36 Lab. & Emp. L. 1 (2007-2008)

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                'AL 2007
VOLUME 36,, NUMBER -1
     Section of Labor and
         Emnployrsent Lain
Amnerican BrAssociation


LE L


Thirty-six cases from across the
country challenging FedEx's desig-
ation of its drivers as independent
ontractors were transferred to the
Northern District of Indiana in Au-
gust 2005 by the judicial panel on
multidistrict litigation. In re FedEx
Ground Package System, Inc., Em-
ployment Practices Litigation, No.
93:05-MD-527 RM (MDL-1700).
   On the surface, at stake are in-
dependent contractor agreements
between FedEx and its package de-
livery drivers. And the proceed-
ings so far have focused on weed-
ing out untenable claims and
defenses, defining the proper
scope of discovery, and, most re-
cently, briefing the issue of class
certification, issues that have their
own interest for litigators.
   But it is the ultimate resolution
of the litigation's merits that could
have long-range consequences be-
yond the package delivery industry
because this and other cases in-
volving FedEx challenge the ability
of employers to carve some of their
operations from the fabric of federal
and state regulations governing
employment rights.
   The FedEx operating model con-
trasts with that of its competitors,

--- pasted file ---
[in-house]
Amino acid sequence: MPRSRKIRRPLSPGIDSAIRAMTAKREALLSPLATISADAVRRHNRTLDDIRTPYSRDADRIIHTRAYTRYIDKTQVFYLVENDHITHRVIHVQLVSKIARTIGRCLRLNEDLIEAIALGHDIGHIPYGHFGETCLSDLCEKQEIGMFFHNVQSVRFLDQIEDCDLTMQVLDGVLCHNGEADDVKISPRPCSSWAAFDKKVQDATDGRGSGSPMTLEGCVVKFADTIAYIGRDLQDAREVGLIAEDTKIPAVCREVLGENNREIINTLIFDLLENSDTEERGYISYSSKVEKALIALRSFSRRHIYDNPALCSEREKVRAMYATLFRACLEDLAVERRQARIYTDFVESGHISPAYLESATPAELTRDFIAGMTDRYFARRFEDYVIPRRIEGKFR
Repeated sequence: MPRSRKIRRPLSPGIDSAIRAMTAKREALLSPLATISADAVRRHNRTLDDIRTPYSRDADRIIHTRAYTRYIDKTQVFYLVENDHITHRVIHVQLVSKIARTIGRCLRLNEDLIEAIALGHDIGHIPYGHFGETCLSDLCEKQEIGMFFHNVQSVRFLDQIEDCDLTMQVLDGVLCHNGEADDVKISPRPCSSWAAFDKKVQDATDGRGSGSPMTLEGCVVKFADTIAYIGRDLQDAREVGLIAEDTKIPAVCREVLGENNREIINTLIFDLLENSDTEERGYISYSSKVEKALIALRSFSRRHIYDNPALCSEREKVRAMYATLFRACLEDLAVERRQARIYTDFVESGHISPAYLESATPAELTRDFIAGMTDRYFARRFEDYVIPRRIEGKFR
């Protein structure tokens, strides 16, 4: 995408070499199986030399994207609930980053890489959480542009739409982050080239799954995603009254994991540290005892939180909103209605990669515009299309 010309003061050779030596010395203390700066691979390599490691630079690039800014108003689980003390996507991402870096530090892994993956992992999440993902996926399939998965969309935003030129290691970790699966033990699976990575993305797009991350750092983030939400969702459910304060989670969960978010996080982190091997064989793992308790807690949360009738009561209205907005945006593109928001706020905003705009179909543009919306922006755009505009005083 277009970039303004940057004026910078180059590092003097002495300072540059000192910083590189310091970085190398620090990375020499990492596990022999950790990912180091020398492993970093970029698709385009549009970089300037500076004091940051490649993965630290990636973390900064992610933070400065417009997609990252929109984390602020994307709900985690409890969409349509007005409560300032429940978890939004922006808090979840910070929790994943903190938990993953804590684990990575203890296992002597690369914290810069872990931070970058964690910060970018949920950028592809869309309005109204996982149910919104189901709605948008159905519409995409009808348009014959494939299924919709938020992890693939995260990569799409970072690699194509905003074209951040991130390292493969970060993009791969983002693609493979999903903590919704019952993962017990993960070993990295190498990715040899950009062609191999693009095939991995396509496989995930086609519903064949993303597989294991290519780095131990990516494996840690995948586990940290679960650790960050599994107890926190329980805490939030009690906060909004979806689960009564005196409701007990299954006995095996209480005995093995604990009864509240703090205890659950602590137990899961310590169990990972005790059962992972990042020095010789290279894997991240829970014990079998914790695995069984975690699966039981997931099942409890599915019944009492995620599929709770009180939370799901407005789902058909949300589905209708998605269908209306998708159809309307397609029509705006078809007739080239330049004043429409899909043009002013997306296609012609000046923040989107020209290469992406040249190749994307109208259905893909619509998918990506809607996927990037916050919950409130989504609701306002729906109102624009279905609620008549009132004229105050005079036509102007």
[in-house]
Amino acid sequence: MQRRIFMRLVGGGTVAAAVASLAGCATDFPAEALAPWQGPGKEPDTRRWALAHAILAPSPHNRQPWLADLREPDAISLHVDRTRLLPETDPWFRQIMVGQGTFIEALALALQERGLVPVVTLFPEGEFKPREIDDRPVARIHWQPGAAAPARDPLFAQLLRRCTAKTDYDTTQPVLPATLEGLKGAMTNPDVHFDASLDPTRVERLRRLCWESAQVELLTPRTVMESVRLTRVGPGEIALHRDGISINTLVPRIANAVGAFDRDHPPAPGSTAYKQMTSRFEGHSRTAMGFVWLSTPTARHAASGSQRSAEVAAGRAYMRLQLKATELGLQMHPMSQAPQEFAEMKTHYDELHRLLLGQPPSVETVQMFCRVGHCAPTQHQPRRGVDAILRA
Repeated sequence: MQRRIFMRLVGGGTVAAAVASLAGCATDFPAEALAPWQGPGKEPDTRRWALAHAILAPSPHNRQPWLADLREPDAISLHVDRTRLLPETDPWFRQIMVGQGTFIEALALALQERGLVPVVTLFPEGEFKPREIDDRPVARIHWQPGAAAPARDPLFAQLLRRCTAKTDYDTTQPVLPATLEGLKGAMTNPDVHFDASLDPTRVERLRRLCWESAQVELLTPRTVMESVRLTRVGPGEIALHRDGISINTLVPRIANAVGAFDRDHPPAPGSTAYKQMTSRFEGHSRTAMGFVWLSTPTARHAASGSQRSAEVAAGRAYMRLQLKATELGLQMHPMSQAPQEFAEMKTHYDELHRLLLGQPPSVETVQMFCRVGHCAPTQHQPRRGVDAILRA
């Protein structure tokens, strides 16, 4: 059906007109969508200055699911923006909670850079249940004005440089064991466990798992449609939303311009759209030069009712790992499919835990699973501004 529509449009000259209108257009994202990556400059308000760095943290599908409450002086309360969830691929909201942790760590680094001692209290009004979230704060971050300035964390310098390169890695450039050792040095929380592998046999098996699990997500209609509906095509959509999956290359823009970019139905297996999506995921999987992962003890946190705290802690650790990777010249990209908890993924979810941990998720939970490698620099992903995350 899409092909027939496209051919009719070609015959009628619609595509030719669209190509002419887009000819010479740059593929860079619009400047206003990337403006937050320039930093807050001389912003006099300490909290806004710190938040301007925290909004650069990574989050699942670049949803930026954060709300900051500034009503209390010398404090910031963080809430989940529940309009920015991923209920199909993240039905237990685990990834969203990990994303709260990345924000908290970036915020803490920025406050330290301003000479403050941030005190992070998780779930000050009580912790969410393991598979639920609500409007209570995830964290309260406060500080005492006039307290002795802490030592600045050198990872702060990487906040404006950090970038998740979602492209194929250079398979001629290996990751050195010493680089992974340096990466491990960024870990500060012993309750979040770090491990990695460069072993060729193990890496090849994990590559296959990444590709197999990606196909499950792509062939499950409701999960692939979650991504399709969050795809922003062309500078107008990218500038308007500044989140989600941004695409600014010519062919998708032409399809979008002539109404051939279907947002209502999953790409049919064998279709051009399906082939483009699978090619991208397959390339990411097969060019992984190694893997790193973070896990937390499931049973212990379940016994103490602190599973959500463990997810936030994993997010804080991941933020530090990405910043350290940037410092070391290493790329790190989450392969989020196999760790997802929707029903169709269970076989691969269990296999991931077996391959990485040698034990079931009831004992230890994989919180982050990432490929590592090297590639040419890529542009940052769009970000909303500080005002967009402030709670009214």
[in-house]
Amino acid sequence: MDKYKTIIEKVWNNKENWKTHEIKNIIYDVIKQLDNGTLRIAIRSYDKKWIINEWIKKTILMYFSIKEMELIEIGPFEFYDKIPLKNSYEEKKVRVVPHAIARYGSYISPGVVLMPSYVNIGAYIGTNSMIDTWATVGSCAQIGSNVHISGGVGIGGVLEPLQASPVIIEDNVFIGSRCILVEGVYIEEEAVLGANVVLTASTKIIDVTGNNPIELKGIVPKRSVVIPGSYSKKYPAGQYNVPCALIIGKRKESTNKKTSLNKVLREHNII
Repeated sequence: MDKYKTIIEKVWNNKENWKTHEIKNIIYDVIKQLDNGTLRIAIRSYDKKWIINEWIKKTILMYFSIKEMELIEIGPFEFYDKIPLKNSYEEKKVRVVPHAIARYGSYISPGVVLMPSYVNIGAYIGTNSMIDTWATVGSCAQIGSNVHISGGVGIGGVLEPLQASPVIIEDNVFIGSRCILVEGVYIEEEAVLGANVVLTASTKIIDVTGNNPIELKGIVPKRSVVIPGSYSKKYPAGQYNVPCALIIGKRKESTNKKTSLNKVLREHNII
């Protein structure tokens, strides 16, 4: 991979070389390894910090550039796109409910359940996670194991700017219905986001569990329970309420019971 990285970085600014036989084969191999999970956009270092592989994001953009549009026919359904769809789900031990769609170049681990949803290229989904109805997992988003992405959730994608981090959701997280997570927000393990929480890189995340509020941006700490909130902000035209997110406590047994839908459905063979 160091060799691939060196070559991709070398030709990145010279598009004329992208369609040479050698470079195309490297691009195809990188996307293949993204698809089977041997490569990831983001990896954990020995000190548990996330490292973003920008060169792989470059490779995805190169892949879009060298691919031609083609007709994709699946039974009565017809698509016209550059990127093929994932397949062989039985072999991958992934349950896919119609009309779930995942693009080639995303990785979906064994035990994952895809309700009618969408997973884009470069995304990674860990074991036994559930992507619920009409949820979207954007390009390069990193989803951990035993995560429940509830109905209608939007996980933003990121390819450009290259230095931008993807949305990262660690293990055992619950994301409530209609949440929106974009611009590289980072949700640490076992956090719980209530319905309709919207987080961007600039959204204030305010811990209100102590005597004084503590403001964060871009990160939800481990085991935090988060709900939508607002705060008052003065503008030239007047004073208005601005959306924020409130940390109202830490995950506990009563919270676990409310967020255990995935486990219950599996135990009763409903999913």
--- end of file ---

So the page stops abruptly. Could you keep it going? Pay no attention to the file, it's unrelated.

including industry leader UPS,
whose package delivery drivers are


employees and, for the most part,
union members. In FedEx's view, its
model benefits FedEx drivers by
allowing them to run their own
businesses. In the plaintiffs' view,
labeling them as independent con-
tractors deprives them of an array
of rights. Thus, claims in the multi-
district litigation that depend on
finding employee status arise
under the Family and Medical
Leave Act, the Employee Retirement
Income Security Act, federal and
state disability laws, state wage
payment laws, and overtime laws.
  The multidistrict litigation is not
the first skirmish in the FedEx legal
battle. In fact, earlier successful
challenges to the classification of
package delivery drivers as inde-
pendent contractors have been


launched in National Labor Rela-
tions Board (NLRB) proceedings
by the Teamsters attempting to or-
ganize the drivers of FedEx and its
predecessor, Roadway Package
Systems. See, e.g., Roadway Pack-
age Sys., 292 NLRB 376 (1989),
enf'd, 902 F.2d 34 (6th Cir. 1990).
  Independent contractors are ex-
cluded from protections afforded
employees under section 7 of the
National Labor Relations Act, in-
cluding the right to organize and
engage in collective bargaining
through a union representative.
But the NLRB has determined in a
series of representation proceed-
ings that FedEx single-route drivers
are employees, not independent
contractors.
  The NLRB relied on indicia of


                AP PHOTO/JOHN RUSSELL
employee status, including evi-
dence that (1) the drivers' function
is part of FedEx's core operations,
(2) drivers do business in the
name of FedEx, wear FedEx uni-
forms, and drive trucks with FedEx
colors and logo, (3) FedEx exercis-
es substantial control over the
drivers' work performance under
take it or leave it agreements,
and (4) the drivers' pay is based
on a unilaterally established con-
tractors' rate of compensation,
with little opportunity for drivers
to influence their income through
their own efforts or ingenuity.
  In July 2007, the NLRB certified
the results of a representation elec-
tion in favor of the Teamsters at
the FedEx terminal in Wilmington,
              continued on page 12


Contacto Staus f FeEŚ GoundDriers halAnge
By Noa LoMate

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